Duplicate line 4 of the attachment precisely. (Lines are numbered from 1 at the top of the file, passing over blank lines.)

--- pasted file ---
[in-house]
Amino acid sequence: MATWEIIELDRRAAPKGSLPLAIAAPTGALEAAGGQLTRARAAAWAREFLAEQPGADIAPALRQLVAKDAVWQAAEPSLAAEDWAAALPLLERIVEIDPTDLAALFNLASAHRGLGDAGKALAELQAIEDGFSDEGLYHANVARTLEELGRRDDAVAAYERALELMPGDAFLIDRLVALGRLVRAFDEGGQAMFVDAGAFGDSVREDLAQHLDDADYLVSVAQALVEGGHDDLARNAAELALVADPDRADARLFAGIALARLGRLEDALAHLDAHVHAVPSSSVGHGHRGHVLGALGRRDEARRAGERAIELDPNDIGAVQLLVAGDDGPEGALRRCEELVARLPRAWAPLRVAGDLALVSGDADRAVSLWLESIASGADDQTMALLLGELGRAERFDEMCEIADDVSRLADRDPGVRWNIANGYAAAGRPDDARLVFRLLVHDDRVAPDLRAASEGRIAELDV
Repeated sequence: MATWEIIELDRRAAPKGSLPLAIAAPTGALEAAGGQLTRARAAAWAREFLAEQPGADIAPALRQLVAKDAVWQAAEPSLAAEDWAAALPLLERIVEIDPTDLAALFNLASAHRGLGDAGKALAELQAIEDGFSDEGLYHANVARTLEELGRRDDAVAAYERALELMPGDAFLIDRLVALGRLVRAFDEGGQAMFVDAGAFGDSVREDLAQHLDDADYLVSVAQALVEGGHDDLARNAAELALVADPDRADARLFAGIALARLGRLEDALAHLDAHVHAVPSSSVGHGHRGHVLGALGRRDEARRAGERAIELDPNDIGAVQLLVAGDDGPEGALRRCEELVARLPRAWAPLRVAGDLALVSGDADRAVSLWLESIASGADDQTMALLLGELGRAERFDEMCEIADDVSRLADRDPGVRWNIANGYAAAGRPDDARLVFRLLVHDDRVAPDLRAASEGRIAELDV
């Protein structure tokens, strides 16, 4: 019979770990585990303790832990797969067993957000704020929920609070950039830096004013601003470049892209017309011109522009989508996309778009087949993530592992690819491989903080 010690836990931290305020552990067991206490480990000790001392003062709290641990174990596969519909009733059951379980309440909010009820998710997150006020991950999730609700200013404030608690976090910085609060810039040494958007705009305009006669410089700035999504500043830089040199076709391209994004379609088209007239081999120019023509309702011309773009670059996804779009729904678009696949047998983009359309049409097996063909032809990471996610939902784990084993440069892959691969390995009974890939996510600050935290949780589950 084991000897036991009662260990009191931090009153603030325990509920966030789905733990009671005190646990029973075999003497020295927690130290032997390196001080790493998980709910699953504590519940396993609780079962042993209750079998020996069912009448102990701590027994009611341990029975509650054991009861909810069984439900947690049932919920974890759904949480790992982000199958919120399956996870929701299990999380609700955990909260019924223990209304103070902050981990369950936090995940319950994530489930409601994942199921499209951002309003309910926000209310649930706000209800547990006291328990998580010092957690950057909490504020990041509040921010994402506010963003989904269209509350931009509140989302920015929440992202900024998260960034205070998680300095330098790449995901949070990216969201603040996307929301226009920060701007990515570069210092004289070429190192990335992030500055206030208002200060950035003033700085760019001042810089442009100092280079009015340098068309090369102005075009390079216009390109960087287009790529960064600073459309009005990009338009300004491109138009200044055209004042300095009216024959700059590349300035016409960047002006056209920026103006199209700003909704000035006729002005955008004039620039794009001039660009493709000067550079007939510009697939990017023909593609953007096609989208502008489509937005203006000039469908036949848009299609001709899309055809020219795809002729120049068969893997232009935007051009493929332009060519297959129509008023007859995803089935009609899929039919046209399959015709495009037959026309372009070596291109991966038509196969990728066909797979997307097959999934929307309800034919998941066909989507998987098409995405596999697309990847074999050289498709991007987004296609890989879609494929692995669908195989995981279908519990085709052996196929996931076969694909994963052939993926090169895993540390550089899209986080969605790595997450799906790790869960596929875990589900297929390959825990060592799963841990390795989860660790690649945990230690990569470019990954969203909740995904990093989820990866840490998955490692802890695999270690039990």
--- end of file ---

């Protein structure tokens, strides 16, 4: 019979770990585990303790832990797969067993957000704020929920609070950039830096004013601003470049892209017309011109522009989508996309778009087949993530592992690819491989903080 010690836990931290305020552990067991206490480990000790001392003062709290641990174990596969519909009733059951379980309440909010009820998710997150006020991950999730609700200013404030608690976090910085609060810039040494958007705009305009006669410089700035999504500043830089040199076709391209994004379609088209007239081999120019023509309702011309773009670059996804779009729904678009696949047998983009359309049409097996063909032809990471996610939902784990084993440069892959691969390995009974890939996510600050935290949780589950 084991000897036991009662260990009191931090009153603030325990509920966030789905733990009671005190646990029973075999003497020295927690130290032997390196001080790493998980709910699953504590519940396993609780079962042993209750079998020996069912009448102990701590027994009611341990029975509650054991009861909810069984439900947690049932919920974890759904949480790992982000199958919120399956996870929701299990999380609700955990909260019924223990209304103070902050981990369950936090995940319950994530489930409601994942199921499209951002309003309910926000209310649930706000209800547990006291328990998580010092957690950057909490504020990041509040921010994402506010963003989904269209509350931009509140989302920015929440992202900024998260960034205070998680300095330098790449995901949070990216969201603040996307929301226009920060701007990515570069210092004289070429190192990335992030500055206030208002200060950035003033700085760019001042810089442009100092280079009015340098068309090369102005075009390079216009390109960087287009790529960064600073459309009005990009338009300004491109138009200044055209004042300095009216024959700059590349300035016409960047002006056209920026103006199209700003909704000035006729002005955008004039620039794009001039660009493709000067550079007939510009697939990017023909593609953007096609989208502008489509937005203006000039469908036949848009299609001709899309055809020219795809002729120049068969893997232009935007051009493929332009060519297959129509008023007859995803089935009609899929039919046209399959015709495009037959026309372009070596291109991966038509196969990728066909797979997307097959999934929307309800034919998941066909989507998987098409995405596999697309990847074999050289498709991007987004296609890989879609494929692995669908195989995981279908519990085709052996196929996931076969694909994963052939993926090169895993540390550089899209986080969605790595997450799906790790869960596929875990589900297929390959825990060592799963841990390795989860660790690649945990230690990569470019990954969203909740995904990093989820990866840490998955490692802890695999270690039990």